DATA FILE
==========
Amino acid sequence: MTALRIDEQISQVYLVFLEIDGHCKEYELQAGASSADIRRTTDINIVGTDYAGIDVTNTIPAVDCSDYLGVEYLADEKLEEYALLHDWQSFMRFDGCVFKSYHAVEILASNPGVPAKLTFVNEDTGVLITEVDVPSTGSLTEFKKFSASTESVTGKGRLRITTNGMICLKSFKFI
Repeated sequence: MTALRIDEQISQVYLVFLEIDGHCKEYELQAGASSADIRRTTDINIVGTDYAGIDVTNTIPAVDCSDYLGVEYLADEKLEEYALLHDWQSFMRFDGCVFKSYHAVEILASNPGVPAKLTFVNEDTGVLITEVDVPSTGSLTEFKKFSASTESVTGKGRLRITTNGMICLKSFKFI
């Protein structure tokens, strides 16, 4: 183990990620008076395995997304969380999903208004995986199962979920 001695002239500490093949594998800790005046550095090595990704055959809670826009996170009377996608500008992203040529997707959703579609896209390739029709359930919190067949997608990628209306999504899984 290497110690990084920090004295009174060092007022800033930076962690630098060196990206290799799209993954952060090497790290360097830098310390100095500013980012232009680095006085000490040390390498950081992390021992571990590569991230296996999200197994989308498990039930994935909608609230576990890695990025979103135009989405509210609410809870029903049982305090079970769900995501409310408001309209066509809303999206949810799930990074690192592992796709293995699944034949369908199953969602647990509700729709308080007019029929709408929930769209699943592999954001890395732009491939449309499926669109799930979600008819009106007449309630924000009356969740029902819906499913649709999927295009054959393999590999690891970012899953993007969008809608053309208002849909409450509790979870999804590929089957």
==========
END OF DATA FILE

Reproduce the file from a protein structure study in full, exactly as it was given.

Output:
Amino acid sequence: MTALRIDEQISQVYLVFLEIDGHCKEYELQAGASSADIRRTTDINIVGTDYAGIDVTNTIPAVDCSDYLGVEYLADEKLEEYALLHDWQSFMRFDGCVFKSYHAVEILASNPGVPAKLTFVNEDTGVLITEVDVPSTGSLTEFKKFSASTESVTGKGRLRITTNGMICLKSFKFI
Repeated sequence: MTALRIDEQISQVYLVFLEIDGHCKEYELQAGASSADIRRTTDINIVGTDYAGIDVTNTIPAVDCSDYLGVEYLADEKLEEYALLHDWQSFMRFDGCVFKSYHAVEILASNPGVPAKLTFVNEDTGVLITEVDVPSTGSLTEFKKFSASTESVTGKGRLRITTNGMICLKSFKFI
């Protein structure tokens, strides 16, 4: 183990990620008076395995997304969380999903208004995986199962979920 001695002239500490093949594998800790005046550095090595990704055959809670826009996170009377996608500008992203040529997707959703579609896209390739029709359930919190067949997608990628209306999504899984 290497110690990084920090004295009174060092007022800033930076962690630098060196990206290799799209993954952060090497790290360097830098310390100095500013980012232009680095006085000490040390390498950081992390021992571990590569991230296996999200197994989308498990039930994935909608609230576990890695990025979103135009989405509210609410809870029903049982305090079970769900995501409310408001309209066509809303999206949810799930990074690192592992796709293995699944034949369908199953969602647990509700729709308080007019029929709408929930769209699943592999954001890395732009491939449309499926669109799930979600008819009106007449309630924000009356969740029902819906499913649709999927295009054959393999590999690891970012899953993007969008809608053309208002849909409450509790979870999804590929089957």